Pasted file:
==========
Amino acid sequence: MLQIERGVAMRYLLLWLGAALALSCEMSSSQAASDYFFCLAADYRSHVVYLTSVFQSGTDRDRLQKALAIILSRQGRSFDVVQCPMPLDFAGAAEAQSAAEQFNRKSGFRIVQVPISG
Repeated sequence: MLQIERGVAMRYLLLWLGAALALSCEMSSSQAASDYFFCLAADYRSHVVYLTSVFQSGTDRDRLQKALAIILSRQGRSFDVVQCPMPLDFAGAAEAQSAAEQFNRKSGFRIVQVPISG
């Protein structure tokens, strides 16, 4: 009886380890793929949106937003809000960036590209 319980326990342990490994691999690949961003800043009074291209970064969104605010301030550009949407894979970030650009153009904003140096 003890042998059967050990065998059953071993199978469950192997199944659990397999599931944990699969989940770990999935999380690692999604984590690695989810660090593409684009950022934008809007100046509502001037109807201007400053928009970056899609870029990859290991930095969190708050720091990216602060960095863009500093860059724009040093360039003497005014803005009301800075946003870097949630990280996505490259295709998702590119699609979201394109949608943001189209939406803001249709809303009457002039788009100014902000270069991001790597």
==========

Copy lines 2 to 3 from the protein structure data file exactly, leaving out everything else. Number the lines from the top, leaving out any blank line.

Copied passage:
Repeated sequence: MLQIERGVAMRYLLLWLGAALALSCEMSSSQAASDYFFCLAADYRSHVVYLTSVFQSGTDRDRLQKALAIILSRQGRSFDVVQCPMPLDFAGAAEAQSAAEQFNRKSGFRIVQVPISG
């Protein structure tokens, strides 16, 4: 009886380890793929949106937003809000960036590209 319980326990342990490994691999690949961003800043009074291209970064969104605010301030550009949407894979970030650009153009904003140096 003890042998059967050990065998059953071993199978469950192997199944659990397999599931944990699969989940770990999935999380690692999604984590690695989810660090593409684009950022934008809007100046509502001037109807201007400053928009970056899609870029990859290991930095969190708050720091990216602060960095863009500093860059724009040093360039003497005014803005009301800075946003870097949630990280996505490259295709998702590119699609979201394109949608943001189209939406803001249709809303009457002039788009100014902000270069991001790597």